The 4th parameter – Rate of perceived exertion (RPE)

Written by Tihomir Stefanov, M.S.(C), PT

| Published on

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If you read our article on training parameters, you should know by now that we mainly measure our workouts on 3 parameters.

Those are the intensity, volume and density.

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To rehearse back briefly:

  • Intensity measures how close we get to our maximum strength capabilities (1 rep max on a given exercise is 100% intensity for that specific exercise)
  • Volume measures the total amount of weight lifted in a given set, exercise or a workout (Weight * sets * reps
  • Density measures the volume, referred to the time needed for its completion (Volume : Total completion time including rests between sets = Density)

Now, even though that will be enough for the most part, when it comes to creating a training plan, we can also use a 4th parameter – Rate of perceived exertion.

What is rate of perceived exertion?

This training metric is actually pretty old, as it first popped up in the early 1970s, in Gunnar Borg’s paper, called Perceived Exertion as an indicator of somatic stress.

RPE’s main function is essentially monitoring.

According to Borg, monitoring the individual perception of the stress can be used as means of fine-tuning the stress in a workout.

RPE Variations

borg scale

Just like any other concept, RPE went through a lot of transformations, since it was first introduced.

Let’s take a look at some of the most famous variations that have been proven to work times and again.

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Borg CS-15

The so-called Borg CS-15 was the initial scale of borg.

Even though sounds like the name of a Terminator, coming from the future, it’s simply a 15-step scale from 6 to 20.


  • 6 – No exertion
  • 7 – Extremely little exertion
  • 8 -=-
  • 9 – Very little exertion
  • 10 -=-
  • 11 – Little exertion
  • 12 -=-
  • 13 – Somewhat strong exertion
  • 14 -=-
  • 15 – Strong exertion
  • 16 -=-
  • 17 – Very strong exertion
  • 18 -=-
  • 19 – Extremely strong exertion
  • 20 -=- Maximum exertion

This scale is mainly used to monitor workouts that are done in aerobic conditions.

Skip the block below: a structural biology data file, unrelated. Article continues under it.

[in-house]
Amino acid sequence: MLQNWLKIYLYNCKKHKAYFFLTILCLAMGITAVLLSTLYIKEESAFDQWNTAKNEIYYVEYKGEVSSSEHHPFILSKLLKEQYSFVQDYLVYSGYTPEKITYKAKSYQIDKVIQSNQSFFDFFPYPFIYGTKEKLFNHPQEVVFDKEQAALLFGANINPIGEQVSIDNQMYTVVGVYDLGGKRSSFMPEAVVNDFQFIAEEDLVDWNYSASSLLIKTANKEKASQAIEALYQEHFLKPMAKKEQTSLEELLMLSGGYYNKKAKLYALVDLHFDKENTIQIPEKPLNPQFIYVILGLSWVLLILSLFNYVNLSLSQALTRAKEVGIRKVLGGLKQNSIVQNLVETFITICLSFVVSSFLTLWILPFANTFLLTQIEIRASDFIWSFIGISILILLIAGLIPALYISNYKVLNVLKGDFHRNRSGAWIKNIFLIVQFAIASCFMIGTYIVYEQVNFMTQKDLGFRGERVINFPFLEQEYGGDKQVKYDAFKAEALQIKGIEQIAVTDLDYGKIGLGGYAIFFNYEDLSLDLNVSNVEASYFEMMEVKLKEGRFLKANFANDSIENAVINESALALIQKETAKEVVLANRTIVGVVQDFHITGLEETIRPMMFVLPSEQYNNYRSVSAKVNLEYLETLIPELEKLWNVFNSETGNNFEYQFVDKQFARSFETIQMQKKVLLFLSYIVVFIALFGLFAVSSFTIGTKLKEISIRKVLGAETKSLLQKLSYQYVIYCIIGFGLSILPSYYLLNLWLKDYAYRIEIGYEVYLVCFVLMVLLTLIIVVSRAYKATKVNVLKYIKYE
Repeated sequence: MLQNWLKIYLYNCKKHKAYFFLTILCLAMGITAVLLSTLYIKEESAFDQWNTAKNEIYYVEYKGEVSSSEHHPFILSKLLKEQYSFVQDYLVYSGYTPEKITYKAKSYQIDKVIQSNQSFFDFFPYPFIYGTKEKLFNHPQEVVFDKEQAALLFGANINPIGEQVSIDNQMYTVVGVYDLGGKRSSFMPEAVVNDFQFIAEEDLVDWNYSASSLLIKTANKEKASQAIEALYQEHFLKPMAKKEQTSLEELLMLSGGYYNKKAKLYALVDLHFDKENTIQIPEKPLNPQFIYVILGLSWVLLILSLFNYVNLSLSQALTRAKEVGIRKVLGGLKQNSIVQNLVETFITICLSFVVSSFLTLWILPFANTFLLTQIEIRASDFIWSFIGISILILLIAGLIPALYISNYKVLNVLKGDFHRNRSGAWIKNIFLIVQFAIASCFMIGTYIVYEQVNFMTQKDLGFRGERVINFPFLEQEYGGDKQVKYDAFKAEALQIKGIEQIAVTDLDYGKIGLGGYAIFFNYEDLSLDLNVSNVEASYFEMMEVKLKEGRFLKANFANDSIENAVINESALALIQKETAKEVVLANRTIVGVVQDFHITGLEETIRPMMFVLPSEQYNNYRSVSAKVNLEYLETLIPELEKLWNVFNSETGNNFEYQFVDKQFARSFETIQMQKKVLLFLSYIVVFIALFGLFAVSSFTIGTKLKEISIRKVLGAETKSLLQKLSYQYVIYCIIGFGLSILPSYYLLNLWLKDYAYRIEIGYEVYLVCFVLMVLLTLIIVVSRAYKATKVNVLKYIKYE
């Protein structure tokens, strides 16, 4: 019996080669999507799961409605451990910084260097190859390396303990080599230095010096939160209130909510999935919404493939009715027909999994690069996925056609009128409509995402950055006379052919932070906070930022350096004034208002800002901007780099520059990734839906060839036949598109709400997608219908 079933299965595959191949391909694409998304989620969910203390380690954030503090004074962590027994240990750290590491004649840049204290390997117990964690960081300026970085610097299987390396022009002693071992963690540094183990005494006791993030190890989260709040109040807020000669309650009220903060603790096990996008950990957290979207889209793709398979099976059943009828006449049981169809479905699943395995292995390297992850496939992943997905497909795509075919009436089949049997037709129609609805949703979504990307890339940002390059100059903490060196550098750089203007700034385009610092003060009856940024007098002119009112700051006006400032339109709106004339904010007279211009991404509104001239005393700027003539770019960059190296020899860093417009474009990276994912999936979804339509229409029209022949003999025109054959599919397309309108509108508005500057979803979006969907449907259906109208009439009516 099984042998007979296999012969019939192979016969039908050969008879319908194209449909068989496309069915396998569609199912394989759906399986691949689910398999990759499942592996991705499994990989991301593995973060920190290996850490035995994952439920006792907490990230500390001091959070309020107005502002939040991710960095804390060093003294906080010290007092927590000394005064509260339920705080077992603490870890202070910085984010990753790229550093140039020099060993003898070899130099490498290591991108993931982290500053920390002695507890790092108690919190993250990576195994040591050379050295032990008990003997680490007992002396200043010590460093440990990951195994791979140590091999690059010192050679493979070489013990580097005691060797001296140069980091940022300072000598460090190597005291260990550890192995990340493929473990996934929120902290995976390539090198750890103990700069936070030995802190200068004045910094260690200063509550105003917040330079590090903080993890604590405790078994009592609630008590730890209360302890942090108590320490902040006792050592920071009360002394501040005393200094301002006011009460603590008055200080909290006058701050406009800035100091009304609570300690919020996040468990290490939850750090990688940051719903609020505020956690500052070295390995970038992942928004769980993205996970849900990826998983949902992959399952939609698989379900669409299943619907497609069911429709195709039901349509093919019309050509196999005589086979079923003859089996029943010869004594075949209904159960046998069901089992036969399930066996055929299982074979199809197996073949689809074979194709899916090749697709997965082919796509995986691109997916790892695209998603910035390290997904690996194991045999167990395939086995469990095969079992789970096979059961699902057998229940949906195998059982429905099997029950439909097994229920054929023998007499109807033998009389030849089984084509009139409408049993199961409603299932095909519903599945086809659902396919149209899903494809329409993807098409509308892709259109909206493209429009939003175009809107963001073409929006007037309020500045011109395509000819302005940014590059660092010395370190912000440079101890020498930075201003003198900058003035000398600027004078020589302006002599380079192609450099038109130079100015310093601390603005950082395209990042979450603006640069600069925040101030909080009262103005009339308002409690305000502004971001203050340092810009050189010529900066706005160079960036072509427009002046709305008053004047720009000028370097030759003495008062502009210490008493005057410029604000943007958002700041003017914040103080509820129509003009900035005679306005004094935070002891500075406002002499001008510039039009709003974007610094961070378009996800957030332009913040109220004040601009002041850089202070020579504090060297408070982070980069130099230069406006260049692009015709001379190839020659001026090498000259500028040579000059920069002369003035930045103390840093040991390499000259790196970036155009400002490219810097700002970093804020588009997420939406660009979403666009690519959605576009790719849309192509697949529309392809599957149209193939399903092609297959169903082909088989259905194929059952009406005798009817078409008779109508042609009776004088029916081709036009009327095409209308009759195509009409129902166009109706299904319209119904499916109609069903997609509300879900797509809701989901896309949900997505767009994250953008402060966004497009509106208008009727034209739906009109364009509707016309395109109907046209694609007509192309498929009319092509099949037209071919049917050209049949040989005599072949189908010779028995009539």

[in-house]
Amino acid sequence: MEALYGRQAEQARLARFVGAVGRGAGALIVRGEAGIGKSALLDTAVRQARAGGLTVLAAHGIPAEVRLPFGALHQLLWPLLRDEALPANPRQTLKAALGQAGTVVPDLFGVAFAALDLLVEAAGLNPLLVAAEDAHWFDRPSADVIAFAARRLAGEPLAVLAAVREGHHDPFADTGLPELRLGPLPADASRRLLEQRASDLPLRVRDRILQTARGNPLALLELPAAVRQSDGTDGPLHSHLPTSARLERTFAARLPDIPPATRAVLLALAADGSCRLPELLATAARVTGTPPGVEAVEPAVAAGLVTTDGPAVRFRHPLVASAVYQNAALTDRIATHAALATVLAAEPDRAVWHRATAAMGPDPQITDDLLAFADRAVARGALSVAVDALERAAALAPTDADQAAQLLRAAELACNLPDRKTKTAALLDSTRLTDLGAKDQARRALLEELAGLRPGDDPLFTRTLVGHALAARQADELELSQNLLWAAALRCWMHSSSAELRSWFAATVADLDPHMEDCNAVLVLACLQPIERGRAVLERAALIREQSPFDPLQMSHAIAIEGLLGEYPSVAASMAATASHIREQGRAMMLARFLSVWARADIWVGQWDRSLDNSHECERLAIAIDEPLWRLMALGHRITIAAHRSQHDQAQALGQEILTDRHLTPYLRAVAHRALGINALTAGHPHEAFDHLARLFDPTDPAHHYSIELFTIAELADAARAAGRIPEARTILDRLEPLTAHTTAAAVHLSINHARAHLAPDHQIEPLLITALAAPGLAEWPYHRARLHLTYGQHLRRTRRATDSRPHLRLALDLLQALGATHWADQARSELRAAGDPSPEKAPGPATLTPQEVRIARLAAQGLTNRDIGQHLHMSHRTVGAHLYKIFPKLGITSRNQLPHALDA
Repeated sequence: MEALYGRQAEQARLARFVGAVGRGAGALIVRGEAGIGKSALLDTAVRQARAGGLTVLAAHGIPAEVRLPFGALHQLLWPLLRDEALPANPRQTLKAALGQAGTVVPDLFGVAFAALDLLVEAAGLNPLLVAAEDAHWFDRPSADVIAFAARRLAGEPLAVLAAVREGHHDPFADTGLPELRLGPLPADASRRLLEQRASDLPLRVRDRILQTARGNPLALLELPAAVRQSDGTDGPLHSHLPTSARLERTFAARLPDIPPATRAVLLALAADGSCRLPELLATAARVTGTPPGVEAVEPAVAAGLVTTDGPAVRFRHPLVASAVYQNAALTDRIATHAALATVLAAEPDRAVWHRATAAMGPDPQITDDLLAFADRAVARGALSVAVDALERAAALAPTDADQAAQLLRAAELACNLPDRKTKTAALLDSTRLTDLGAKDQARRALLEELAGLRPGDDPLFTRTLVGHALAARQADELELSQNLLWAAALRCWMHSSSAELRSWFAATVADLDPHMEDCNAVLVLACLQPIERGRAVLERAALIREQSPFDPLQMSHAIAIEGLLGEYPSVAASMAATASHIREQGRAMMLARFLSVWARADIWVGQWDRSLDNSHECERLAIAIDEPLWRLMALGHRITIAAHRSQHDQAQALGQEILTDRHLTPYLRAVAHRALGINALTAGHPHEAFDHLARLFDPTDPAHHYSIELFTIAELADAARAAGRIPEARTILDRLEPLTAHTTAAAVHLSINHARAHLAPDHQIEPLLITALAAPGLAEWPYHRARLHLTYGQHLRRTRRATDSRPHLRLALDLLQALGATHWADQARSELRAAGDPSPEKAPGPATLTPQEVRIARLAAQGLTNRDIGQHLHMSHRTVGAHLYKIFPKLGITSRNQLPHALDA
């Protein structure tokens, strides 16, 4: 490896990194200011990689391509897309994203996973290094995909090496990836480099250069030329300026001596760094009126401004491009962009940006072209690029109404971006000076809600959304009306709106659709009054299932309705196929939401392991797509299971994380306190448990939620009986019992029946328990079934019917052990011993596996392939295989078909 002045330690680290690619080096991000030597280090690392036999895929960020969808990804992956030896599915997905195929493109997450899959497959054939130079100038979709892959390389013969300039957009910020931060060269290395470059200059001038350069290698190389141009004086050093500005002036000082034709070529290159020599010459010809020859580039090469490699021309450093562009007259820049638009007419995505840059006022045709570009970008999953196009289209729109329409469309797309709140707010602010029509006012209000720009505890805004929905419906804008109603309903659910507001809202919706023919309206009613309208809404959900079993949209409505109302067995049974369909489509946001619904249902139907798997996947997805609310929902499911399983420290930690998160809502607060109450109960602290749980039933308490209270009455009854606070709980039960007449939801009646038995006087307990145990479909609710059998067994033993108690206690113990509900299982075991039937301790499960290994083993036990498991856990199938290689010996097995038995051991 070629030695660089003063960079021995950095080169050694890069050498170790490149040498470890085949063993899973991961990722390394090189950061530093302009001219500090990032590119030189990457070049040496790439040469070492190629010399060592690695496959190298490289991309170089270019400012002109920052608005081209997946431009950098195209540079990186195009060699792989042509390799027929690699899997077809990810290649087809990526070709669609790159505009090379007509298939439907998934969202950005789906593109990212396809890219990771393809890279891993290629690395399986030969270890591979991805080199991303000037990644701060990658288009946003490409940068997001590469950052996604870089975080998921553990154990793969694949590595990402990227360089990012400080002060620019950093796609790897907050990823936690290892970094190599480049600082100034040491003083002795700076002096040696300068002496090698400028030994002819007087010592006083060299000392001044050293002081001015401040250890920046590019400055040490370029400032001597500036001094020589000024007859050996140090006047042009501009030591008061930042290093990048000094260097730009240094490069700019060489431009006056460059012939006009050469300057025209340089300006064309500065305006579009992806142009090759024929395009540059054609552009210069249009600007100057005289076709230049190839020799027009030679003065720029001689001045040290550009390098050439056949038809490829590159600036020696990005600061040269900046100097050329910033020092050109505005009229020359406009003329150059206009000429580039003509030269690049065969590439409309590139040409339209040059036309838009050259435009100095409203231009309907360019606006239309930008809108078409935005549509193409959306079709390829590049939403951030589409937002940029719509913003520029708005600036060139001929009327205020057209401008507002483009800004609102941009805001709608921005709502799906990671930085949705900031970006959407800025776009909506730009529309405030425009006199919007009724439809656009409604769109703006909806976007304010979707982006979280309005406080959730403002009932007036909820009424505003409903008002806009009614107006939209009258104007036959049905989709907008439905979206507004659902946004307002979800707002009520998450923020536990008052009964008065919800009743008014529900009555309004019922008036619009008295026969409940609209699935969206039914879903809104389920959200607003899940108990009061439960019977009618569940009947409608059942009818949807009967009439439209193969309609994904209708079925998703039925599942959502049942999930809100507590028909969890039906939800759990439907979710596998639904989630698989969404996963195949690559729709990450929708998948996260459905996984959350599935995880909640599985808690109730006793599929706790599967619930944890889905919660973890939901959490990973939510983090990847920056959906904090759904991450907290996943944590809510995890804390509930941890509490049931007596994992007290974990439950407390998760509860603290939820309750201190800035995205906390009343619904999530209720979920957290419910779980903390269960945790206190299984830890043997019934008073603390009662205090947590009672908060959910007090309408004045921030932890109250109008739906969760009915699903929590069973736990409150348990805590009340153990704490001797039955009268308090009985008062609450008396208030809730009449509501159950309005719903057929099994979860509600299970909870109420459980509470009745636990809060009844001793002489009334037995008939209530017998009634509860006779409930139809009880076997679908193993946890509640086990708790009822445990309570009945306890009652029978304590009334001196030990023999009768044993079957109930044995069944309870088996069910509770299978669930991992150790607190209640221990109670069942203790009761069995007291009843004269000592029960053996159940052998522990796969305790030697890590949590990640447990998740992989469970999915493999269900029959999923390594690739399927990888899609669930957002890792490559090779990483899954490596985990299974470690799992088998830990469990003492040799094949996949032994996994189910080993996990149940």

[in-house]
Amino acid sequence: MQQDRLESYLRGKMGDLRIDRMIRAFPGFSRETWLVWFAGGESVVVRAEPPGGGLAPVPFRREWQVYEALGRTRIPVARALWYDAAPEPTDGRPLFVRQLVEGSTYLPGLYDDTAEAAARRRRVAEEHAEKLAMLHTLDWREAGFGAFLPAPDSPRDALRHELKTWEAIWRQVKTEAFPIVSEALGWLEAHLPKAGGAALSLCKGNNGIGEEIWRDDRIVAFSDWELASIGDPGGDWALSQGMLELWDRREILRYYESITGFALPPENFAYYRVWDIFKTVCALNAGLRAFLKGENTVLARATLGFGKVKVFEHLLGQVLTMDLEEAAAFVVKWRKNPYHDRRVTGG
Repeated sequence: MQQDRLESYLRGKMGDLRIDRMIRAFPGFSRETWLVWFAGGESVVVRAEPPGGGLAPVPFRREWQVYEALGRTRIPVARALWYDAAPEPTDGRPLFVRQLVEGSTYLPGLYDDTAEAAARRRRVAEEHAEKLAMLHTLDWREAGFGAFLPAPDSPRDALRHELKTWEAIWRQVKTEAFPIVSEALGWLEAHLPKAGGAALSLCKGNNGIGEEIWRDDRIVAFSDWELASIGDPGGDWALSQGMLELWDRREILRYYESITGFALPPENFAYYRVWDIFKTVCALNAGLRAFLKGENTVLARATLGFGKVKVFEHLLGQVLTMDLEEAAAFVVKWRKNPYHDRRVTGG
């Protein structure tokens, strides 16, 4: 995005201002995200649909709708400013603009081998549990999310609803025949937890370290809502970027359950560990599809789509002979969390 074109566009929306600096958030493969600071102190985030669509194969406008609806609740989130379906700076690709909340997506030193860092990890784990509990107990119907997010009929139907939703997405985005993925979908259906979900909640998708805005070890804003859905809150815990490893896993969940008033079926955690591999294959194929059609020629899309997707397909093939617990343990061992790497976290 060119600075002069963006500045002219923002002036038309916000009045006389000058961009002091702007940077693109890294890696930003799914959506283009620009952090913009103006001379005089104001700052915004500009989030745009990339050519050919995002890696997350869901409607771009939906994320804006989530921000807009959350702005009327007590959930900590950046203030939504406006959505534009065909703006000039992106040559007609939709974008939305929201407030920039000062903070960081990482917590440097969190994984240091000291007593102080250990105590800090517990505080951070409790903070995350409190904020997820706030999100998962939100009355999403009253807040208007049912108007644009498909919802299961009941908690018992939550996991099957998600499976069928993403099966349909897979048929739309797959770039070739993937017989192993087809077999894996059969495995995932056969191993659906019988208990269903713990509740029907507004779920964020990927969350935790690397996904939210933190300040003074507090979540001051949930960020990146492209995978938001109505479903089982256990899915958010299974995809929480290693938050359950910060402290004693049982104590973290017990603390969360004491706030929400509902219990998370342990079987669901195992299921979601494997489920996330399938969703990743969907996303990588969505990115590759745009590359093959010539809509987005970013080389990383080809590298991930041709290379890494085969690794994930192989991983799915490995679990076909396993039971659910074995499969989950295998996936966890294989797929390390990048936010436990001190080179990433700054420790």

Note – Those are low-intensity, long in duration workouts, such as running, cycling and swimming

Borg CR-10

After having completed the initial scale, which was the CS-15, Borg decided to modify it, so that it is better suited for strength training.


  • 0 – Complete rest
  • 1 – Very light
  • 2 – Light
  • 3 – Moderate
  • 4 – Somewhat heavy
  • 5 – Heavy
  • 6 -=-
  • 7 – Very heavy
  • 8 -=-
  • 9 -=-
  • 10 – Extremely heavy
  • 100% intensity


reps in reserve chart

About a decade ago, the RPE/RIR scales were introduced to the fitness world.

RIR is an abbreviation for “Reps in reserve”.

The main contributor to the development of this scale is the famous powerlifter – Michael Tuchscherer.

Much like the CR-10, the RPE/RIR is a 10-step scale, but with slight differences.

First off, with RPE/RIR, the last step is number 10 and it represents the absolute maximum, which would otherwise be after 10 in the CR-10 scale.

The RPE/RIR scale is used to determine how many reps in reserve you have at the end of each set.

And so, for example a RPE-4 would mean that you have 6 repetitions in reserve.

Logically, RPE-9 would mean 1 rep in reserve and RPE-10 is an inability to do more repetitions.

Now, as this parameter takes into account the individual’s perception of the workload, the scale further breaks into half steps.

That is in case the individual is not sure if they can complete more repetitions.

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  • 10   – Maximum exertion
  • 9.5  – No reps in reserve but weight can be increased a bit
  • 9     – 1 rep in reserve
  • 8.5  – 1 or 2 reps in reserve
  • 8     – 2 reps in reserve
  • 7.5  – 2-3 reps in reserve
  • 7    – 3 reps in reserve
  • 5-6  – 4-6 reps in reserve
  • 3-4  – Weak exertion
  • 1-2  – Little to no exertion